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JournalISSN: 0036-1445

Siam Review 

About: Siam Review is an academic journal. The journal publishes majorly in the area(s): Differential equation & Matrix (mathematics). It has an ISSN identifier of 0036-1445. Over the lifetime, 3094 publication(s) have been published receiving 250575 citation(s).
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Journal ArticleDOI
TL;DR: Developments in this field are reviewed, including such concepts as the small-world effect, degree distributions, clustering, network correlations, random graph models, models of network growth and preferential attachment, and dynamical processes taking place on networks.
Abstract: Inspired by empirical studies of networked systems such as the Internet, social networks, and biological networks, researchers have in recent years developed a variety of techniques and models to help us understand or predict the behavior of these systems. Here we review developments in this field, including such concepts as the small-world effect, degree distributions, clustering, network correlations, random graph models, models of network growth and preferential attachment, and dynamical processes taking place on networks.

16,520 citations


Journal ArticleDOI
TL;DR: This work proposes a principled statistical framework for discerning and quantifying power-law behavior in empirical data by combining maximum-likelihood fitting methods with goodness-of-fit tests based on the Kolmogorov-Smirnov (KS) statistic and likelihood ratios.
Abstract: Power-law distributions occur in many situations of scientific interest and have significant consequences for our understanding of natural and man-made phenomena. Unfortunately, the detection and characterization of power laws is complicated by the large fluctuations that occur in the tail of the distribution—the part of the distribution representing large but rare events—and by the difficulty of identifying the range over which power-law behavior holds. Commonly used methods for analyzing power-law data, such as least-squares fitting, can produce substantially inaccurate estimates of parameters for power-law distributions, and even in cases where such methods return accurate answers they are still unsatisfactory because they give no indication of whether the data obey a power law at all. Here we present a principled statistical framework for discerning and quantifying power-law behavior in empirical data. Our approach combines maximum-likelihood fitting methods with goodness-of-fit tests based on the Kolmogorov-Smirnov (KS) statistic and likelihood ratios. We evaluate the effectiveness of the approach with tests on synthetic data and give critical comparisons to previous approaches. We also apply the proposed methods to twenty-four real-world data sets from a range of different disciplines, each of which has been conjectured to follow a power-law distribution. In some cases we find these conjectures to be consistent with the data, while in others the power law is ruled out.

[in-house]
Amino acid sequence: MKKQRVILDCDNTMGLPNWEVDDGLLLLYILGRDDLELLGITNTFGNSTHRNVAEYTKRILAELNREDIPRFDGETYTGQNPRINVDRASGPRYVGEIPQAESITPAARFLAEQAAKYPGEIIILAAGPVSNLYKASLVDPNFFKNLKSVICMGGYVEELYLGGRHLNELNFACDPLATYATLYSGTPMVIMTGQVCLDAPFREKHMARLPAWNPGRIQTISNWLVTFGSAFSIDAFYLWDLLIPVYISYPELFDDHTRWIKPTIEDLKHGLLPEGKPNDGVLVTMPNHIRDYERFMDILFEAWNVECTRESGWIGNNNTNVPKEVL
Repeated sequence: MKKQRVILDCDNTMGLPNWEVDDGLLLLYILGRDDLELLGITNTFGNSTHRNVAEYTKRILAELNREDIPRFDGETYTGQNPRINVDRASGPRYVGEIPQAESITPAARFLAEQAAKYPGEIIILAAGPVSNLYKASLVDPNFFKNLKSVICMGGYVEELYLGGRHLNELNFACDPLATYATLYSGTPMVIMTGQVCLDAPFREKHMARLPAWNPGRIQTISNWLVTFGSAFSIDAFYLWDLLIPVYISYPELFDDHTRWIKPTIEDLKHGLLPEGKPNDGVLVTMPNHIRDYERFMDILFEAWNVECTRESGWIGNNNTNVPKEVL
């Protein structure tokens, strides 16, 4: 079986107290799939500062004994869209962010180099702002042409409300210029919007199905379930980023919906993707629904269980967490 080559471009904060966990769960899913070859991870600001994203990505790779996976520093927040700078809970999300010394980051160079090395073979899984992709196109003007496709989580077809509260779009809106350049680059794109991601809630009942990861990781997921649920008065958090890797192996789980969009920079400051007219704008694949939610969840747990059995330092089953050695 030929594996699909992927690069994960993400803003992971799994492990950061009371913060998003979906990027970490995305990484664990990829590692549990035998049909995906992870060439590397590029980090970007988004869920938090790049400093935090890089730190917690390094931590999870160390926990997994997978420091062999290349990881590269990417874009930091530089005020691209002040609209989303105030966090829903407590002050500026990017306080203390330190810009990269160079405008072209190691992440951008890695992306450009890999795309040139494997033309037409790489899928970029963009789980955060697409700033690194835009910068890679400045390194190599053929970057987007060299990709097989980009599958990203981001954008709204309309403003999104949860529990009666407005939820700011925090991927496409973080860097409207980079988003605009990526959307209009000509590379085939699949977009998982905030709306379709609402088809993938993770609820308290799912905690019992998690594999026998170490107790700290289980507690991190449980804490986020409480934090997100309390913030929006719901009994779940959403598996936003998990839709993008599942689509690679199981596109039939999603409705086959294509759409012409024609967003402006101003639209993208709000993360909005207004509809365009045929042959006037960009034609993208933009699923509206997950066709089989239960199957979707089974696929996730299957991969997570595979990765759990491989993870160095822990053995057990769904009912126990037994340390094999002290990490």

8,065 citations


Journal ArticleDOI
Tamara G. Kolda1, Brett W. Bader1Institutions (1)
TL;DR: This survey provides an overview of higher-order tensor decompositions, their applications, and available software.
Abstract: This survey provides an overview of higher-order tensor decompositions, their applications, and available software. A tensor is a multidimensional or $N$-way array. Decompositions of higher-order tensors (i.e., $N$-way arrays with $N \geq 3$) have applications in psycho-metrics, chemometrics, signal processing, numerical linear algebra, computer vision, numerical analysis, data mining, neuroscience, graph analysis, and elsewhere. Two particular tensor decompositions can be considered to be higher-order extensions of the matrix singular value decomposition: CANDECOMP/PARAFAC (CP) decomposes a tensor as a sum of rank-one tensors, and the Tucker decomposition is a higher-order form of principal component analysis. There are many other tensor decompositions, including INDSCAL, PARAFAC2, CANDELINC, DEDICOM, and PARATUCK2 as well as nonnegative variants of all of the above. The N-way Toolbox, Tensor Toolbox, and Multilinear Engine are examples of software packages for working with tensors.

7,526 citations



Journal ArticleDOI
TL;DR: Threshold theorems involving the basic reproduction number, the contact number, and the replacement number $R$ are reviewed for classic SIR epidemic and endemic models and results with new expressions for $R_{0}$ are obtained for MSEIR and SEIR endemic models with either continuous age or age groups.
Abstract: Many models for the spread of infectious diseases in populations have been analyzed mathematically and applied to specific diseases. Threshold theorems involving the basic reproduction number $R_{0}$, the contact number $\sigma$, and the replacement number $R$ are reviewed for the classic SIR epidemic and endemic models. Similar results with new expressions for $R_{0}$ are obtained for MSEIR and SEIR endemic models with either continuous age or age groups. Values of $R_{0}$ and $\sigma$ are estimated for various diseases including measles in Niger and pertussis in the United States. Previous models with age structure, heterogeneity, and spatial structure are surveyed.

5,074 citations


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Performance
Metrics
No. of papers from the Journal in previous years
YearPapers
202124
202026
201924
201826
201726
201624